One round of escalation may be over, but the IDF is already preparing for the next one – despite sporadic rocket fire from the Gaza Strip on Sunday, military officials estimate that the relative lull will be followed by a large confrontation at the Strip.
Last month, after terror organizations fired Grad rockets at Beersheba and Ashdod for the first time since Operation Cast Lead, voices within the military echelons claimed Israel's reaction was too restrained. This time, however, the voices are different.
"Everyone knows that the IDF has much greater power and capabilities, and many in the public believe that we should use all our force," a security establishment official told Ynet.
"But on the ground, the reality is much more complicated, and there are other considerations, including unwanted escalation on the other side. Therefore the balancing point is very important. We need to know how to transmit a message to the other side, while at the same time knowing where and when to stop," the source added.
While some regarded the response to the firing of an anti-tank missile at a school bus as being too harsh, IDF senior officials are in agreement that the next round of battle is only a matter of time.
"The Hamas in the Gaza Strip has been busy rebuilding its forces for the past two years, and this can only mean that we are facing an all-out confrontation," said a senior IDF officer.
Military officials have voiced concern that the deterrence effect achieved following Operation Cast Lead has been undermined, and that Hamas might carry out a terror attack that will spark another round of fighting.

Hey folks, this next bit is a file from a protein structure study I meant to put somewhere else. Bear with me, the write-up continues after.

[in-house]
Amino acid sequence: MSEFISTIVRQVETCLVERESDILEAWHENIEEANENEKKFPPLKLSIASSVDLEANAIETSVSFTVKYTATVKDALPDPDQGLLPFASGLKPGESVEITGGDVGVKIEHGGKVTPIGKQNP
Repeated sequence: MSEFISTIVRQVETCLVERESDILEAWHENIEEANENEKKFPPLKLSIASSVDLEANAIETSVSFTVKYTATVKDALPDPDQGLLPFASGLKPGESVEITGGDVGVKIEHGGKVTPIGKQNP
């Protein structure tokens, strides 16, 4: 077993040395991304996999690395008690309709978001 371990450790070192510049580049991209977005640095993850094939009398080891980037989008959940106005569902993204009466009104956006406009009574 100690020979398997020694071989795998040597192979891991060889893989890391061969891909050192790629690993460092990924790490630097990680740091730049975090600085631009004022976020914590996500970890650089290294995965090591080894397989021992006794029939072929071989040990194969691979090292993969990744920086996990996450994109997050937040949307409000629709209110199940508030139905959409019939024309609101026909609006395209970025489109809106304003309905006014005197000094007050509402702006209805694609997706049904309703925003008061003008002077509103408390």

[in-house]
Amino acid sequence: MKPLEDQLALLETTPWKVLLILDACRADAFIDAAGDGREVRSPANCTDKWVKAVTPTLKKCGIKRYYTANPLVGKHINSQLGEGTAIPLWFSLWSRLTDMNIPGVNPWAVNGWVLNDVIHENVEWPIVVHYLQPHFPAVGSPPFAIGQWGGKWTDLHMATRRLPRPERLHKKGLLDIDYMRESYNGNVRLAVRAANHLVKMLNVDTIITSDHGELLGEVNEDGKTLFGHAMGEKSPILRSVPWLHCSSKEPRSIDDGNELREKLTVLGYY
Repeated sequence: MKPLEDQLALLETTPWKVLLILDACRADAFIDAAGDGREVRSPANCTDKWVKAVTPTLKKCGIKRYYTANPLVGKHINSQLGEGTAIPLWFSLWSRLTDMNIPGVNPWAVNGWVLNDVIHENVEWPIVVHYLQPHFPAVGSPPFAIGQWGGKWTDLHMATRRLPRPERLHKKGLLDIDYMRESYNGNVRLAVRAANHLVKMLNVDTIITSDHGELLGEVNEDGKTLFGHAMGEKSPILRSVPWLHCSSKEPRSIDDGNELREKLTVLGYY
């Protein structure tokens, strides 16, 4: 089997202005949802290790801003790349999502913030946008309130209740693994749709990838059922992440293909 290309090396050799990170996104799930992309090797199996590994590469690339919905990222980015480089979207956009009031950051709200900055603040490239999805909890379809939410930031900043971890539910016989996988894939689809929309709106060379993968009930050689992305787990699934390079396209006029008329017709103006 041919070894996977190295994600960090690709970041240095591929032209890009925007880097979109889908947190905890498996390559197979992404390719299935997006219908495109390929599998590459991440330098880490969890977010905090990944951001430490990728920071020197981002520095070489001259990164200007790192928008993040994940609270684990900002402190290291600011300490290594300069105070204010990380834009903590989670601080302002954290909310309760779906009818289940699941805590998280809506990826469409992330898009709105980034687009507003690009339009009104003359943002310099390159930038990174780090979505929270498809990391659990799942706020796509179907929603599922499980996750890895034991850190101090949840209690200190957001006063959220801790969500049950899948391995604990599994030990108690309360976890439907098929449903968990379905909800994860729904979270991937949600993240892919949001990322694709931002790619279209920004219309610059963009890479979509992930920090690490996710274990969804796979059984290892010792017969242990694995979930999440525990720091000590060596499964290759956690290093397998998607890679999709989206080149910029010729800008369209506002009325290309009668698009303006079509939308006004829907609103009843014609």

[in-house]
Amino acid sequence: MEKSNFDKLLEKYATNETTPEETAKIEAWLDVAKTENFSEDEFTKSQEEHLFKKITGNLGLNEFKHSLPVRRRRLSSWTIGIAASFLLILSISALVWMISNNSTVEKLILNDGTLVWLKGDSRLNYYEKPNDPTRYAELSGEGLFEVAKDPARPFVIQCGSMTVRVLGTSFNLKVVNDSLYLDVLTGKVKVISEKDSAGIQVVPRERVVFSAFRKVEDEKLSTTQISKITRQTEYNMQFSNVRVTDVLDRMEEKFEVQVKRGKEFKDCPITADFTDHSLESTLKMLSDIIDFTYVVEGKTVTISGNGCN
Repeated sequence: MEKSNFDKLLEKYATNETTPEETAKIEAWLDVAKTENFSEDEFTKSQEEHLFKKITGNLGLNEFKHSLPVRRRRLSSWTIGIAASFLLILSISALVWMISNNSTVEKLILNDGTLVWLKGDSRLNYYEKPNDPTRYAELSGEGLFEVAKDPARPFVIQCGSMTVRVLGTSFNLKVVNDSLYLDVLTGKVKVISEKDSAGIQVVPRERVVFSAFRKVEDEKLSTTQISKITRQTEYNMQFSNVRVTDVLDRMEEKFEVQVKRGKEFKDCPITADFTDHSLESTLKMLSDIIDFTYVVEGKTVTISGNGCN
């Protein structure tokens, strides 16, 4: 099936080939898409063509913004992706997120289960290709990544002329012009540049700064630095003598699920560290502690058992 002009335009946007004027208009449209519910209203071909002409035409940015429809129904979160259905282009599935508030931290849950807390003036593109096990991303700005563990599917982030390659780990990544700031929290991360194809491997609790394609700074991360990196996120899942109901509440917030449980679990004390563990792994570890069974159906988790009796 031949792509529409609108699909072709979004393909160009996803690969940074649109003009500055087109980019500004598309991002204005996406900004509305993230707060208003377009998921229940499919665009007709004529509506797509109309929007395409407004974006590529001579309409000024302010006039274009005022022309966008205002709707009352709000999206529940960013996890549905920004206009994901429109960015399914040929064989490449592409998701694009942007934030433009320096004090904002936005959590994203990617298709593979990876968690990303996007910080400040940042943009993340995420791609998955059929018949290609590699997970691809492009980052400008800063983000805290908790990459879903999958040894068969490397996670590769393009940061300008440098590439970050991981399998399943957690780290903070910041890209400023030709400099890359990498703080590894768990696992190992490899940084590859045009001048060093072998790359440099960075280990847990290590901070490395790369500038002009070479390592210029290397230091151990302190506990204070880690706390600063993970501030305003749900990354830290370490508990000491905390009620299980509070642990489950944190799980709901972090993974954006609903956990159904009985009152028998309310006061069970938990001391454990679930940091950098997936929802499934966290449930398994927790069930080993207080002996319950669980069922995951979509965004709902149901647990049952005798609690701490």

"The dynamics in this area is based on results, that is to say an event with harsh results triggers a broader reaction, and therefore the situation is highly explosive and sensitive," said the officer.
Sources within the IDF estimated that the clashes around the border fence will continue, "Everyone is on high alert; it's clear that the terror organizations have a high motivation level, and therefore the soldiers know that the next event will take everyone by surprise," he said.
Meanwhile, a senior Palestinian source claimed Monday that Israel and the Palestinian factions had reached an unwritten agreement for a state of calm. Al-Sharq al-Awsat quoted the source as saying Egypt was working to strike a deal and has asked UN envoy to the Middle East Robert Serry to help in negotiations.
According to the source, Israel pledged to halt strikes in Gaza in exchange for a halt in rocket fire.
'Wide-scale operation not in our interest'The political echelon shared the feeling that the current round of violence is close to an end. Jerusalem officials estimated at the end of the Security Cabinet meeting that Hamas and Israel would cease fire.
Prime Minister Benjamin Netanyahu said Sunday that if Hamas were to cease fire, Israel would do the same. However, Jerusalem officials denied that Israel had reached an understanding on a truce with Hamas, despite a Palestinian declaration.
Addressing the possibility of a wide-scale operation in Gaza, a cabinet minister told Ynet that "in any event, it is not in our interest to launch an extensive operation until after Independence Day, so for now we seek to calm things down. However, if the rocket fire is resumed and Israel hit, there's no telling what will happen."
Defense establishment officials believe that during Tuesday's Security Cabinet meeting, the ministers will approve funding of more than $200 million for four additional Iron Dome missile defense system batteries. The move is expected to be approved by the government on Sunday.
The new batteries will be activated only in a year or two, and the defense establishment seeks to purchase a total of 12 or 13 batteries.
"Therefore, our current goal is to restore calm and lead to a truce. All ministers who attended today's cabinet meeting agreed that Israel must avoid an operation in Gaza and act according to Hamas' conduct."
Attila Somfalvi and Shmulik Hadad contributed to this report
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